The pandemic has shaken many markets but one that remains to thrive is housing. CBC reported that according to the Canadian Real Estate Association (CREA), the average of a Canadian resale home has risen by more than 15% over the course of 2020.
In March and April, real estate sales dropped dramatically but from May until the present month agents are busier than they could have ever anticipated. “56,186 homes changed hands during the month, bringing the total tally of 2020 as a whole to 461,818” which is the second busiest 10 month stretch in Canadian real estate history.
Most provinces saw large increases in the average house price since October 2019; Quebec saw an increase of 20%, Nova Scotia and PEI up 19%, Ontario rose by 17%, New Brunswick and British Columbia up 11%, Manitoba and the Northwest territories 9%, Alberta with an 8% increase, Saskatchewan 6%, Newfoundland and Labrador 2% and the Yukon 0.8%.
“CREA warns that the average selling price can be misleading, since it tends to be skewed higher by sales of expensive houses in places like Toronto and Vancouver, so it puts out another number known as the Multiple Listing Service House Price Index, or MLS HPI, that adjusts for market size and type of home.” The MLS HPI rose 10.9% over 2020 which has been the fastest annual increase since July 2017.
Homebuyers have been moving towards trends of homes with bigger spaces that are slightly outside large cities. BMO economist Robert Kavcic explains that “on the flip side, the big cities, while still seeing price growth, are losing ground on a relative basis. For example, Vancouver is now underperforming the Okanagan Valley; and Toronto is now significantly underperforming surrounding markets like Georgian Bay, Barrie, and London/St. Thomas.”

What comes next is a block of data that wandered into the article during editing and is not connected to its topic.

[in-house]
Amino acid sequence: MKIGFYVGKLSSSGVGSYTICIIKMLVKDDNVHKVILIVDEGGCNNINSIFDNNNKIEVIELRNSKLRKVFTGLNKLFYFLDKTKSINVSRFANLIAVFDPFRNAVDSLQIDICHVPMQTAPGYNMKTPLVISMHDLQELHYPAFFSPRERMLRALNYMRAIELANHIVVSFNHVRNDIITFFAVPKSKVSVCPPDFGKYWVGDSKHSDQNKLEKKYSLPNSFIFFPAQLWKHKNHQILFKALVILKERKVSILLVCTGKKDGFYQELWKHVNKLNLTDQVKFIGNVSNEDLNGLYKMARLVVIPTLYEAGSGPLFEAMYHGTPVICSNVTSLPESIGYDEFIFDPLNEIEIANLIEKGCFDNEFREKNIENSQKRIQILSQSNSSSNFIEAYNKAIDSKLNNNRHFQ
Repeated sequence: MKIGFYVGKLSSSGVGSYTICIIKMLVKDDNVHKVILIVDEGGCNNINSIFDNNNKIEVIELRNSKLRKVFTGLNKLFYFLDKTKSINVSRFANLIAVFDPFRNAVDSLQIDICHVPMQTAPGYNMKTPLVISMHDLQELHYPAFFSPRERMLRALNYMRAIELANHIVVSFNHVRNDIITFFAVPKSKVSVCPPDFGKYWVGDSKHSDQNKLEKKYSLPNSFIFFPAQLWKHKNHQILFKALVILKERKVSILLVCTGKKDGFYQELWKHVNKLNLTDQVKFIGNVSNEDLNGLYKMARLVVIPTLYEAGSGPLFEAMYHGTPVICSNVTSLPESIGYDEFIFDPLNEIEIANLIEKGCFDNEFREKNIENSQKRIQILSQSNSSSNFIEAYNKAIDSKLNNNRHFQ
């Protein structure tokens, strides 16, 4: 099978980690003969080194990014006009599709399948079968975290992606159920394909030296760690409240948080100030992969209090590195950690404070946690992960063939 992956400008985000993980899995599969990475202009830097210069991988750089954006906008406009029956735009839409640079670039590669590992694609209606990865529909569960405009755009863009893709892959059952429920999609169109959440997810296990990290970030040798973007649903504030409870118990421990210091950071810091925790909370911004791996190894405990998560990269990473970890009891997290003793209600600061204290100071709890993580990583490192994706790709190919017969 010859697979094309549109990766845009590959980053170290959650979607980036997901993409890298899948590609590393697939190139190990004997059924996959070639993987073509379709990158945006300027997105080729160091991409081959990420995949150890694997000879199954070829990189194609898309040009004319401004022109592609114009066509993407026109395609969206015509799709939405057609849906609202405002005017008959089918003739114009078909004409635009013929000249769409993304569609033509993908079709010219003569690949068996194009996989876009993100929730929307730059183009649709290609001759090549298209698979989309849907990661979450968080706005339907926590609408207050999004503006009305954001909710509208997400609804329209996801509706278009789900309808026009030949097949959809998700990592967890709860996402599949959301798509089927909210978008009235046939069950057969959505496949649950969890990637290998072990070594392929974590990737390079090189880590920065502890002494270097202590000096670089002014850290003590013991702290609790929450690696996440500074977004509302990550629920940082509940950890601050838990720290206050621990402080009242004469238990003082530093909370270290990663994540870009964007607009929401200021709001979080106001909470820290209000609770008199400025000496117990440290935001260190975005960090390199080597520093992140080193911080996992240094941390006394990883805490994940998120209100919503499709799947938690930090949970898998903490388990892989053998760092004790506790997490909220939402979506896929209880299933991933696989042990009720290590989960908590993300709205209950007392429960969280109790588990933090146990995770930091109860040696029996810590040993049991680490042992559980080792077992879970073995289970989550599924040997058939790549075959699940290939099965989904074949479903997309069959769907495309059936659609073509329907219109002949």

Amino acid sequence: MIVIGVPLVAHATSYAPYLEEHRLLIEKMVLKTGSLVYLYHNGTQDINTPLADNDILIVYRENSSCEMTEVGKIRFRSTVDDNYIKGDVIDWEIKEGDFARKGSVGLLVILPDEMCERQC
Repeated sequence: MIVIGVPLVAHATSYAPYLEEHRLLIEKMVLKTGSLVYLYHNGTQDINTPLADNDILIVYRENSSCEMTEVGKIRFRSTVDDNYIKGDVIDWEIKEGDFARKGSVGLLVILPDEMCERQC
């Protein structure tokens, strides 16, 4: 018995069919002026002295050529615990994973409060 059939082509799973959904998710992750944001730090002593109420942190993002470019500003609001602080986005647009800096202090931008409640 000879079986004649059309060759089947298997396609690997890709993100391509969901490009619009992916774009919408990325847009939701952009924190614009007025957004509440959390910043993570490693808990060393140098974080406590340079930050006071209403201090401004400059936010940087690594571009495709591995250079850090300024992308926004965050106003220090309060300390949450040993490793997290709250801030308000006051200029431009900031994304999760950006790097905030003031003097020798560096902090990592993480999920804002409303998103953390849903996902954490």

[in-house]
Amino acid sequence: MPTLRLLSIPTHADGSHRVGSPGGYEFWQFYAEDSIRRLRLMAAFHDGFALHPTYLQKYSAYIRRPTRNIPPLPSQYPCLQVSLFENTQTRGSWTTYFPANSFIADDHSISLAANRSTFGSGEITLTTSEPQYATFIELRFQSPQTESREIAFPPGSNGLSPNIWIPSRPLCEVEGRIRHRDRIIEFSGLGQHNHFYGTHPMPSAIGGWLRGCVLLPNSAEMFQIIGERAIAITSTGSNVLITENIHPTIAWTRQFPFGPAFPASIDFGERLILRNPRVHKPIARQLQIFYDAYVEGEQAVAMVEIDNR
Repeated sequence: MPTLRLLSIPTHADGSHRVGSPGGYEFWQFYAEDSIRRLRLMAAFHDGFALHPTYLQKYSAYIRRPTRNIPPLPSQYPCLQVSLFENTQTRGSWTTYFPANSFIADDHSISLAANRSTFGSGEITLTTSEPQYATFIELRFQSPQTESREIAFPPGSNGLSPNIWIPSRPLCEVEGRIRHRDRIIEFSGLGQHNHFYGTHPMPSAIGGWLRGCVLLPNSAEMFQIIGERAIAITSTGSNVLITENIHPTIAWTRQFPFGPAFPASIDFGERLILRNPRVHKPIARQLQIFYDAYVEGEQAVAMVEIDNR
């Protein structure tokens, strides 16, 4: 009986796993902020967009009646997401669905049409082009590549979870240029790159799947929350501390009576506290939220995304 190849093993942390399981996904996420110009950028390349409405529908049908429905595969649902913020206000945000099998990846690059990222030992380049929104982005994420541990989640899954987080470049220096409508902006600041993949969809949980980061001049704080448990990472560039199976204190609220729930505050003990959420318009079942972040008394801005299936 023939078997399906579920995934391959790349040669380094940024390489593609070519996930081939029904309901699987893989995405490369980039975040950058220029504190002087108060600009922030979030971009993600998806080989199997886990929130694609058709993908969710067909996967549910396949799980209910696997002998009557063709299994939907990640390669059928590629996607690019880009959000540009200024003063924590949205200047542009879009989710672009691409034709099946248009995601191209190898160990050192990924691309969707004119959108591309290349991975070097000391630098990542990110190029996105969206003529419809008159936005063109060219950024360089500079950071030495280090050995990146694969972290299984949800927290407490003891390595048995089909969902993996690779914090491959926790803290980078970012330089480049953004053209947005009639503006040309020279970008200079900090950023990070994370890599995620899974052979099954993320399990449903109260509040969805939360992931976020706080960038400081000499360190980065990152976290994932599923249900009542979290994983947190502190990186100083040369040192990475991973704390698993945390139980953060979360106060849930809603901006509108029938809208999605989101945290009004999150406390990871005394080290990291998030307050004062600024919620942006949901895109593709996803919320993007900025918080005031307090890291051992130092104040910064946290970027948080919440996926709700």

With this unprecedented growth, there is still a large percentage of the population who are resisting the urge to purchase property due to continued economic strain due to the second wave of lockdown measures and rising numbers in COVID-19 cases.
Moving into 2021 it still remains uncertain whether the growth in average house prices will continue. Most of the population is confined to their homes looking at what to renovate and whether reselling in what looks like a successful market would be beneficial for their overall finances. Lately, the trend of selling appears less appealing to homeowners due to the second wave of the pandemic; economic stability is more of a focus than growth as this turbulent year comes to an end.
When it comes to commercial real estate, retail and office spaces are suffering due to eCommerce while warehousing has made significant gains. Once the pandemic is under control there will still be a debate for companies to move back to stores and office spaces as many have already invested in technology to enable remote working and enhance online capabilities.
PwC Canada and the Urban Land Institute released their 'Emerging Trends in Real Estate' report which suggests that “the best opportunities going into 2021 include warehousing and fulfillment, multifamily residential, and medical office space.”
The National Real Estate Leader of PwC Canada, Frank Magliocco says that “for the first time in a few years we’re hearing divergent views from industry players about issues like the future of office spaces and the urbanization of suburbanization trends.”
He continues stating that “the coming year will be all about embracing opportunities to be resilient in the face of uncertainty while shifting strategies in anticipation of market headwinds.”
By Surina Nath